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ES proposal: Object.getOwnPropertyDescriptors()

The ECMAScript proposal “Object.getOwnPropertyDescriptors()” by Jordan Harband and Andrea Giammarchi is part of ECMAScript 2017. This blog post explains it.


Object.getOwnPropertyDescriptors(obj) accepts an object obj and returns an object result:

  • For each own (non-inherited) property of obj, it adds a property to result whose key is the same and whose value is the the former property’s descriptor.

Property descriptors describe the attributes of a property (its value, whether it is writable, etc.). For more information, consult Sect. “Property Attributes and Property Descriptors” in “Speaking JavaScript”.

This is an example of using Object.getOwnPropertyDescriptors():

    const obj = {
        [Symbol('foo')]: 123,
        get bar() { return 'abc' },
    // Output:
    // { [Symbol('foo')]:
    //    { value: 123,
    //      writable: true,
    //      enumerable: true,
    //      configurable: true },
    //   bar:
    //    { get: [Function: bar],
    //      set: undefined,
    //      enumerable: true,
    //      configurable: true } }

This is how you would implement Object.getOwnPropertyDescriptors():

    function getOwnPropertyDescriptors(obj) {
        const result = {};
        for (let key of Reflect.ownKeys(obj)) {
            result[key] = Object.getOwnPropertyDescriptor(obj, key);
        return result;

Use cases for Object.getOwnPropertyDescriptors()

Use case: copying properties into an object

Since ES6, JavaScript already has a tool method for copying properties: Object.assign(). However, this method uses simple get and set operations to copy a property whose key is key:

    const value = source[key]; // get
    target[key] = value; // set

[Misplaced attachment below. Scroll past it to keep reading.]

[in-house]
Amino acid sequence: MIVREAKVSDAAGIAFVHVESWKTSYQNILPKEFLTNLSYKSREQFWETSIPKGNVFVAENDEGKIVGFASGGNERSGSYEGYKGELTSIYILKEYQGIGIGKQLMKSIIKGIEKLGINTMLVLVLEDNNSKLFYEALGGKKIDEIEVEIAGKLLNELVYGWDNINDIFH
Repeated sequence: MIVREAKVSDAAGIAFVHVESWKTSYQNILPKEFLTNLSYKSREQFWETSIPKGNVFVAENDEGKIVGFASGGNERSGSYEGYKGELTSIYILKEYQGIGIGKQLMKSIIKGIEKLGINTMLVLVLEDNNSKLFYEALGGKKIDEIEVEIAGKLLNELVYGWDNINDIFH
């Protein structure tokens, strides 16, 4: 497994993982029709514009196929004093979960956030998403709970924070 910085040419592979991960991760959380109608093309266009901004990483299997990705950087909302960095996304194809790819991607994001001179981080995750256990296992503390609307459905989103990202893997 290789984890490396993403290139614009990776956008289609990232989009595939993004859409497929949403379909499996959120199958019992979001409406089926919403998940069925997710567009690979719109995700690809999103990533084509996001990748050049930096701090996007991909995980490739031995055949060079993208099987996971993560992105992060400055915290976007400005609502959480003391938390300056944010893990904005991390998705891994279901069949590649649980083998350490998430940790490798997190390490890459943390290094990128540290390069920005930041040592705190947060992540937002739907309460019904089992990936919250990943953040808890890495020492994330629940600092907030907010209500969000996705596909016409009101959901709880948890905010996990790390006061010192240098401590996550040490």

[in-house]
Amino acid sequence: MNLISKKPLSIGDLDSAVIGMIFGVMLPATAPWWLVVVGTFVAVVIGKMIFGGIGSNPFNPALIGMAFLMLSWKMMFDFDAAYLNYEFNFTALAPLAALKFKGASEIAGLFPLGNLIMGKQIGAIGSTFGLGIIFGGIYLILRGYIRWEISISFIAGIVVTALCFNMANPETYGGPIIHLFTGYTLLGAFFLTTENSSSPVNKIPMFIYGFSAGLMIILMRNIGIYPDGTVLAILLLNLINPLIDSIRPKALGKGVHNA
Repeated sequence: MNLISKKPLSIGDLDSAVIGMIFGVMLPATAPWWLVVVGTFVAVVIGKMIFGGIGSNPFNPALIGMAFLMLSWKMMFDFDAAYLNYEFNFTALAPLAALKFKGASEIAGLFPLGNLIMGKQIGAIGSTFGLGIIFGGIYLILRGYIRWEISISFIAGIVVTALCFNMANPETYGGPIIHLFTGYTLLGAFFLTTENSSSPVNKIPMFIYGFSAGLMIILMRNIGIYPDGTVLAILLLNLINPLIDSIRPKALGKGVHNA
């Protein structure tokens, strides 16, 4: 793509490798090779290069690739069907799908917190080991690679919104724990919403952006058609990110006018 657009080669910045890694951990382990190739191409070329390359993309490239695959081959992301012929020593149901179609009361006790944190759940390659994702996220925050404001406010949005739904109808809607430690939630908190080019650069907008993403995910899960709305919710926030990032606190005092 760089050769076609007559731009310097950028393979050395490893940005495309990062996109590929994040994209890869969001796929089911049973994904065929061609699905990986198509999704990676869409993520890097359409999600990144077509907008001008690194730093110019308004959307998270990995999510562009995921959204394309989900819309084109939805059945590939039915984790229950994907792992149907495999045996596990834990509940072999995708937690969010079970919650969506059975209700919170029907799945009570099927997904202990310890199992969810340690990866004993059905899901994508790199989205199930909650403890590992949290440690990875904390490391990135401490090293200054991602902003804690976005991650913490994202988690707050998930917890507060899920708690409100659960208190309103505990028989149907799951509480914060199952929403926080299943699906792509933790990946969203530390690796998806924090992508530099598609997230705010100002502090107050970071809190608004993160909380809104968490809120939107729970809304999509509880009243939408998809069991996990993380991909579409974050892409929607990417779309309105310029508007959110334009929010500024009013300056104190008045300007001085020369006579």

That means that it doesn’t properly copy properties with non-default attributes (getters, setters, non-writable properties, etc.). The following example illustrates this limitation. The object source has a getter whose key is foo:

    const source = {
        set foo(value) {
    console.log(Object.getOwnPropertyDescriptor(source, 'foo'));
    // { get: undefined,
    //   set: [Function: foo],
    //   enumerable: true,
    //   configurable: true }

Using Object.assign() to copy property foo to object target fails:

    const target1 = {};
    Object.assign(target1, source);
    console.log(Object.getOwnPropertyDescriptor(target1, 'foo'));
    // { value: undefined,
    //   writable: true,
    //   enumerable: true,
    //   configurable: true }

Fortunately, using Object.getOwnPropertyDescriptors() together with Object.defineProperties() works:

    const target2 = {};
    Object.defineProperties(target2, Object.getOwnPropertyDescriptors(source));
    console.log(Object.getOwnPropertyDescriptor(target2, 'foo'));
    // { get: undefined,
    //   set: [Function: foo],
    //   enumerable: true,
    //   configurable: true }

Use case: cloning objects

Shallow cloning is similar to copying properties, which is why Object.getOwnPropertyDescriptors() is a good choice here, too.

This time, we use Object.create() that has two parameters:

  • The first parameter specifies the prototype of the object it returns.
  • The optional second parameter is a property descriptor collection like the ones returned by Object.getOwnPropertyDescriptors().
    const clone = Object.create(Object.getPrototypeOf(obj),

Use case: cross-platform object literals with arbitrary prototypes

The syntactically nicest way of using an object literal to create an object with an arbitrary prototype prot is to use the special property __proto__:

    const obj = {
        __proto__: prot,
        foo: 123,

Alas, that feature is only guaranteed to be there in browsers. The common work-around is Object.create() and assignment:

    const obj = Object.create(prot); = 123;

But you can also use Object.getOwnPropertyDescriptors():

    const obj = Object.create(
            foo: 123,

Another alternative is Object.assign():

    const obj = Object.assign(
            foo: 123,

Pitfall: copying methods that use super

A method that uses super is firmly connected with its home object (the object it is stored in). There is currently no way to copy or move such a method to a different object.

Further reading

JavaScript design process:

Object.getOwnPropertyDescriptors() and property descriptors:

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